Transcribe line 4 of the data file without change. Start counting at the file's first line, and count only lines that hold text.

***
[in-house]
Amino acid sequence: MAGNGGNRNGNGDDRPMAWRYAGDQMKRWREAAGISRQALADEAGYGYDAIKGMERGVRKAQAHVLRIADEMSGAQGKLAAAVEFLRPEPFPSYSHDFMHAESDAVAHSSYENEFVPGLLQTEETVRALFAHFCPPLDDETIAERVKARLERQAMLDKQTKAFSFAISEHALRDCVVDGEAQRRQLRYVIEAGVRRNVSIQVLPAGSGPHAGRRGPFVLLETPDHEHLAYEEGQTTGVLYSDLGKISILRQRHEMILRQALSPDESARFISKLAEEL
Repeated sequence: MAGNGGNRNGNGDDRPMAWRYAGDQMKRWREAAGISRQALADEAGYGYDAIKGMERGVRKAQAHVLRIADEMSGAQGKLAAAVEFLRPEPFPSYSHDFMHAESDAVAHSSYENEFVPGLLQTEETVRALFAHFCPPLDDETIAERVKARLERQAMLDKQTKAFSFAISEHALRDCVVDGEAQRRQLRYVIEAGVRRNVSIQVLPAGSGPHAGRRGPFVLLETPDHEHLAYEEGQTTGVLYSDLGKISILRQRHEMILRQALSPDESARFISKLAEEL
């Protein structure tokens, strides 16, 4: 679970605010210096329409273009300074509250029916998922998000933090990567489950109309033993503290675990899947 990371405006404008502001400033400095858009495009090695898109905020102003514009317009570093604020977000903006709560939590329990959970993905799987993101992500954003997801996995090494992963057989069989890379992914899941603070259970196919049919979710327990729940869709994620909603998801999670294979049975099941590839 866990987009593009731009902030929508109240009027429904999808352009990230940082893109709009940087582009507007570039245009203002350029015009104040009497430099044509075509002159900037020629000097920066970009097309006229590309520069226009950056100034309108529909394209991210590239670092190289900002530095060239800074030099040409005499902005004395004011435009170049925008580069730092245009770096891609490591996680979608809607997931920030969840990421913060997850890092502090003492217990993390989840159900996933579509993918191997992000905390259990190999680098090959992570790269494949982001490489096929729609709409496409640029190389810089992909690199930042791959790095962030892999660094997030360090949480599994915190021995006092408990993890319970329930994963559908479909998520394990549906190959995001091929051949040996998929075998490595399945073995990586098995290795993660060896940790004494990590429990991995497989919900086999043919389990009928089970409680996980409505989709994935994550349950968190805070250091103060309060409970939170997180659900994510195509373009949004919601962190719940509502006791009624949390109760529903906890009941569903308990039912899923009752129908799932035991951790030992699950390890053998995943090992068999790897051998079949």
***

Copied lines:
């Protein structure tokens, strides 16, 4: 679970605010210096329409273009300074509250029916998922998000933090990567489950109309033993503290675990899947 990371405006404008502001400033400095858009495009090695898109905020102003514009317009570093604020977000903006709560939590329990959970993905799987993101992500954003997801996995090494992963057989069989890379992914899941603070259970196919049919979710327990729940869709994620909603998801999670294979049975099941590839 866990987009593009731009902030929508109240009027429904999808352009990230940082893109709009940087582009507007570039245009203002350029015009104040009497430099044509075509002159900037020629000097920066970009097309006229590309520069226009950056100034309108529909394209991210590239670092190289900002530095060239800074030099040409005499902005004395004011435009170049925008580069730092245009770096891609490591996680979608809607997931920030969840990421913060997850890092502090003492217990993390989840159900996933579509993918191997992000905390259990190999680098090959992570790269494949982001490489096929729609709409496409640029190389810089992909690199930042791959790095962030892999660094997030360090949480599994915190021995006092408990993890319970329930994963559908479909998520394990549906190959995001091929051949040996998929075998490595399945073995990586098995290795993660060896940790004494990590429990991995497989919900086999043919389990009928089970409680996980409505989709994935994550349950968190805070250091103060309060409970939170997180659900994510195509373009949004919601962190719940509502006791009624949390109760529903906890009941569903308990039912899923009752129908799932035991951790030992699950390890053998995943090992068999790897051998079949």